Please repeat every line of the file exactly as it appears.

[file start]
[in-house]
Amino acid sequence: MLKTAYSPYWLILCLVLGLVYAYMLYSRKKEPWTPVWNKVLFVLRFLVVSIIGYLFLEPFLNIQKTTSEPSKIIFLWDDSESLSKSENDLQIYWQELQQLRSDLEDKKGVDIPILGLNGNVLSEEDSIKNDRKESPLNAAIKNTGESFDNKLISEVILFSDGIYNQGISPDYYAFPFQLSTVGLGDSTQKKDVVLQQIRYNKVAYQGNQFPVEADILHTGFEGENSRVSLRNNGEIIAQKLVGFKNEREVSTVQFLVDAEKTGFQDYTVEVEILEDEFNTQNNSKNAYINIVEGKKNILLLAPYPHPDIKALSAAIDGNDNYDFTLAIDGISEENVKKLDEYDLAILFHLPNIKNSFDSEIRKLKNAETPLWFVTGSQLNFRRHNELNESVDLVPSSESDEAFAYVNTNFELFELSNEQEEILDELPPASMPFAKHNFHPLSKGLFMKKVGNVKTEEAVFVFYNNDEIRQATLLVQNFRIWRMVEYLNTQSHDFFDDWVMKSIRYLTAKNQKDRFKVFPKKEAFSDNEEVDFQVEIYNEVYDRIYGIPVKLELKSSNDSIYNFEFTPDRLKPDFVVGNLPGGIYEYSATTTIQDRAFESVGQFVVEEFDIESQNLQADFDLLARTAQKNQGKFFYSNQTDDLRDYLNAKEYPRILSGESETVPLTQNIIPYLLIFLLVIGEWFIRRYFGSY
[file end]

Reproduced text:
[in-house]
Amino acid sequence: MLKTAYSPYWLILCLVLGLVYAYMLYSRKKEPWTPVWNKVLFVLRFLVVSIIGYLFLEPFLNIQKTTSEPSKIIFLWDDSESLSKSENDLQIYWQELQQLRSDLEDKKGVDIPILGLNGNVLSEEDSIKNDRKESPLNAAIKNTGESFDNKLISEVILFSDGIYNQGISPDYYAFPFQLSTVGLGDSTQKKDVVLQQIRYNKVAYQGNQFPVEADILHTGFEGENSRVSLRNNGEIIAQKLVGFKNEREVSTVQFLVDAEKTGFQDYTVEVEILEDEFNTQNNSKNAYINIVEGKKNILLLAPYPHPDIKALSAAIDGNDNYDFTLAIDGISEENVKKLDEYDLAILFHLPNIKNSFDSEIRKLKNAETPLWFVTGSQLNFRRHNELNESVDLVPSSESDEAFAYVNTNFELFELSNEQEEILDELPPASMPFAKHNFHPLSKGLFMKKVGNVKTEEAVFVFYNNDEIRQATLLVQNFRIWRMVEYLNTQSHDFFDDWVMKSIRYLTAKNQKDRFKVFPKKEAFSDNEEVDFQVEIYNEVYDRIYGIPVKLELKSSNDSIYNFEFTPDRLKPDFVVGNLPGGIYEYSATTTIQDRAFESVGQFVVEEFDIESQNLQADFDLLARTAQKNQGKFFYSNQTDDLRDYLNAKEYPRILSGESETVPLTQNIIPYLLIFLLVIGEWFIRRYFGSY